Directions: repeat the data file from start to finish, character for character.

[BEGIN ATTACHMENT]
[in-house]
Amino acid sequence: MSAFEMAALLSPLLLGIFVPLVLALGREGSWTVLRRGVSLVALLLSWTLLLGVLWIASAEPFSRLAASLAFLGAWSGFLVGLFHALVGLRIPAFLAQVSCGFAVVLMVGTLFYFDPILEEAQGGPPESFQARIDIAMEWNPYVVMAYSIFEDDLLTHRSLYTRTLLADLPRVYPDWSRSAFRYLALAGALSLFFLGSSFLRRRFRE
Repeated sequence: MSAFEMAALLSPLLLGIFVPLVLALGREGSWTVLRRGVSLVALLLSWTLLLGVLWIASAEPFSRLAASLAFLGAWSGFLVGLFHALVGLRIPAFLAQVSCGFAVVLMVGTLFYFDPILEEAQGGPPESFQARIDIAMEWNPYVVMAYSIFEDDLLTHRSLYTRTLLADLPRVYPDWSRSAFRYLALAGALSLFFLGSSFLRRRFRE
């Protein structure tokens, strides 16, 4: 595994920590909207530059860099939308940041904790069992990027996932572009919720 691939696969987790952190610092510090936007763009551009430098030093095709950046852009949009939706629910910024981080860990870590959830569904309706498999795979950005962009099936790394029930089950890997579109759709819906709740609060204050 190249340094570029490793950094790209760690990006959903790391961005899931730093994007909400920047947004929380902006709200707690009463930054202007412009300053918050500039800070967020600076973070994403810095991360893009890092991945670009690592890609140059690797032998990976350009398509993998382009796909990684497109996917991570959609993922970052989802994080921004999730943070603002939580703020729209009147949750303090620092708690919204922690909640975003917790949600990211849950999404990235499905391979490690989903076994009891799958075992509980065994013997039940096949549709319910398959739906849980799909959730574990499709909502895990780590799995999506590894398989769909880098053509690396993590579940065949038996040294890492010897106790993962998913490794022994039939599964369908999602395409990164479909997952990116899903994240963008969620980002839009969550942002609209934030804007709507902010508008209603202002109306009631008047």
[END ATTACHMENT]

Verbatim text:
[in-house]
Amino acid sequence: MSAFEMAALLSPLLLGIFVPLVLALGREGSWTVLRRGVSLVALLLSWTLLLGVLWIASAEPFSRLAASLAFLGAWSGFLVGLFHALVGLRIPAFLAQVSCGFAVVLMVGTLFYFDPILEEAQGGPPESFQARIDIAMEWNPYVVMAYSIFEDDLLTHRSLYTRTLLADLPRVYPDWSRSAFRYLALAGALSLFFLGSSFLRRRFRE
Repeated sequence: MSAFEMAALLSPLLLGIFVPLVLALGREGSWTVLRRGVSLVALLLSWTLLLGVLWIASAEPFSRLAASLAFLGAWSGFLVGLFHALVGLRIPAFLAQVSCGFAVVLMVGTLFYFDPILEEAQGGPPESFQARIDIAMEWNPYVVMAYSIFEDDLLTHRSLYTRTLLADLPRVYPDWSRSAFRYLALAGALSLFFLGSSFLRRRFRE
């Protein structure tokens, strides 16, 4: 595994920590909207530059860099939308940041904790069992990027996932572009919720 691939696969987790952190610092510090936007763009551009430098030093095709950046852009949009939706629910910024981080860990870590959830569904309706498999795979950005962009099936790394029930089950890997579109759709819906709740609060204050 190249340094570029490793950094790209760690990006959903790391961005899931730093994007909400920047947004929380902006709200707690009463930054202007412009300053918050500039800070967020600076973070994403810095991360893009890092991945670009690592890609140059690797032998990976350009398509993998382009796909990684497109996917991570959609993922970052989802994080921004999730943070603002939580703020729209009147949750303090620092708690919204922690909640975003917790949600990211849950999404990235499905391979490690989903076994009891799958075992509980065994013997039940096949549709319910398959739906849980799909959730574990499709909502895990780590799995999506590894398989769909880098053509690396993590579940065949038996040294890492010897106790993962998913490794022994039939599964369908999602395409990164479909997952990116899903994240963008969620980002839009969550942002609209934030804007709507902010508008209603202002109306009631008047």